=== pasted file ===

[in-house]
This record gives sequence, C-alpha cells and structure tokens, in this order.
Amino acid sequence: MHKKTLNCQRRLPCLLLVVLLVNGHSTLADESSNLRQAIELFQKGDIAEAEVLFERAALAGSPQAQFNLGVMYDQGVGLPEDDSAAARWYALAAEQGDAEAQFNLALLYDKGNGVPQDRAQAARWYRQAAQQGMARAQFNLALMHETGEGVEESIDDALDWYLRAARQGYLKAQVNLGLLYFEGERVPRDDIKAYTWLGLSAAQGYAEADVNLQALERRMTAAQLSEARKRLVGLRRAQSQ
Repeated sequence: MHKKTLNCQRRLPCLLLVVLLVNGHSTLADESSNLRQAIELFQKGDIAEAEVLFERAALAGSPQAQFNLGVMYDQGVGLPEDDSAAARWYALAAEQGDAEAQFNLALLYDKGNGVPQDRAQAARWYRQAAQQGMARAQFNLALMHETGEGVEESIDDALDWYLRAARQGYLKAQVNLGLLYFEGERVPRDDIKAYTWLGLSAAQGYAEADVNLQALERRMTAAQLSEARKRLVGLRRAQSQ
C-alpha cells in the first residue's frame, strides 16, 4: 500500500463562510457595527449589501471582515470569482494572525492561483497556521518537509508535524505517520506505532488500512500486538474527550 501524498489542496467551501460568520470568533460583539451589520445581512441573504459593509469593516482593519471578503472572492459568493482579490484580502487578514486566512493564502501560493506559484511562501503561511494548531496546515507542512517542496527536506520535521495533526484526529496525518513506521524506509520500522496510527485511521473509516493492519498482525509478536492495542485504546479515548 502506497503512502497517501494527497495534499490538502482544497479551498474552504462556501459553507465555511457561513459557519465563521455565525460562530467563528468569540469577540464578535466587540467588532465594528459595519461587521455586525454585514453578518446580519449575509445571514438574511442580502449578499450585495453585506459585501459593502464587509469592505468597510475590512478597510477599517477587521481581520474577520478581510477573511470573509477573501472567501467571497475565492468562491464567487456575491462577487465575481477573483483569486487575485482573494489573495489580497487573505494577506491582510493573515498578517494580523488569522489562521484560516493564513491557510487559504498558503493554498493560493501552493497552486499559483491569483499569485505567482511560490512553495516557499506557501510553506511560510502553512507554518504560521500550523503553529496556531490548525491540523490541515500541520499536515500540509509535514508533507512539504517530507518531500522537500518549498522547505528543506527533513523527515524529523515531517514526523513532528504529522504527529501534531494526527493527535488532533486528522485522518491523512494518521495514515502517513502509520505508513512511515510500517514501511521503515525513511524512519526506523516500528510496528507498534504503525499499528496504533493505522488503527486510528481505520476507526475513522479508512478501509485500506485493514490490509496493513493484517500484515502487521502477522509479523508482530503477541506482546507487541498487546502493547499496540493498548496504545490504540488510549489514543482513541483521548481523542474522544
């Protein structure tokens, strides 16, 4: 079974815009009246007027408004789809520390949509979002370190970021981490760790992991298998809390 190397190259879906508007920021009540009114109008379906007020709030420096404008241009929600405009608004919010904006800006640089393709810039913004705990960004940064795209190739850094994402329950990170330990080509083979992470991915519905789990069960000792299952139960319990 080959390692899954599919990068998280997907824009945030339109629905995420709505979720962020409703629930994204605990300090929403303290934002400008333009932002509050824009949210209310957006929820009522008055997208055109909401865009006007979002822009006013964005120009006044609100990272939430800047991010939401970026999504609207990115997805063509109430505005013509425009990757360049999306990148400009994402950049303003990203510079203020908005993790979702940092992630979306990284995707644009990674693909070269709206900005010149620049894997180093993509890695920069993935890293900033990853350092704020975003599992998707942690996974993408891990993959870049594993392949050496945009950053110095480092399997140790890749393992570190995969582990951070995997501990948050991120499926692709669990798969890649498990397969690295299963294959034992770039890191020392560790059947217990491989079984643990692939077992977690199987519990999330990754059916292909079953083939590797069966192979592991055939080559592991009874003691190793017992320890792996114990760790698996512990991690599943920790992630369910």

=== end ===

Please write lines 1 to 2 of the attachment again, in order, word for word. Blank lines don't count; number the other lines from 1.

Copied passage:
[in-house]
This record gives sequence, C-alpha cells and structure tokens, in this order.